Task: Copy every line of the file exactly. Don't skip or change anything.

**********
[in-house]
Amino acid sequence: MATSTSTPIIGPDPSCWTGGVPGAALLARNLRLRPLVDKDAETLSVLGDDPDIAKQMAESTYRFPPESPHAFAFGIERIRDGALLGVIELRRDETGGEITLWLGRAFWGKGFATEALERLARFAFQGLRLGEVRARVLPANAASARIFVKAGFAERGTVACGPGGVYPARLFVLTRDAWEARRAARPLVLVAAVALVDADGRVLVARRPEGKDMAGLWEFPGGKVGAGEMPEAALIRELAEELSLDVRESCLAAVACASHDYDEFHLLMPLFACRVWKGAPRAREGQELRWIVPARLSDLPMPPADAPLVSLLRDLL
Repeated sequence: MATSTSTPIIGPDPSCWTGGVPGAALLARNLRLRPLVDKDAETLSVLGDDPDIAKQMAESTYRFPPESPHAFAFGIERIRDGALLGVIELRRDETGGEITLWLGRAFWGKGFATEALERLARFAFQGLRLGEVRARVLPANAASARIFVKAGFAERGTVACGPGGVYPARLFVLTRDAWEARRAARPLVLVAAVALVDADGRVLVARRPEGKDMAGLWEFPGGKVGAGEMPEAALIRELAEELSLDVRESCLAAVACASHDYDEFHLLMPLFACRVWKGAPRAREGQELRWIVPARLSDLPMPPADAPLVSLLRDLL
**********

[in-house]
Amino acid sequence: MATSTSTPIIGPDPSCWTGGVPGAALLARNLRLRPLVDKDAETLSVLGDDPDIAKQMAESTYRFPPESPHAFAFGIERIRDGALLGVIELRRDETGGEITLWLGRAFWGKGFATEALERLARFAFQGLRLGEVRARVLPANAASARIFVKAGFAERGTVACGPGGVYPARLFVLTRDAWEARRAARPLVLVAAVALVDADGRVLVARRPEGKDMAGLWEFPGGKVGAGEMPEAALIRELAEELSLDVRESCLAAVACASHDYDEFHLLMPLFACRVWKGAPRAREGQELRWIVPARLSDLPMPPADAPLVSLLRDLL
Repeated sequence: MATSTSTPIIGPDPSCWTGGVPGAALLARNLRLRPLVDKDAETLSVLGDDPDIAKQMAESTYRFPPESPHAFAFGIERIRDGALLGVIELRRDETGGEITLWLGRAFWGKGFATEALERLARFAFQGLRLGEVRARVLPANAASARIFVKAGFAERGTVACGPGGVYPARLFVLTRDAWEARRAARPLVLVAAVALVDADGRVLVARRPEGKDMAGLWEFPGGKVGAGEMPEAALIRELAEELSLDVRESCLAAVACASHDYDEFHLLMPLFACRVWKGAPRAREGQELRWIVPARLSDLPMPPADAPLVSLLRDLL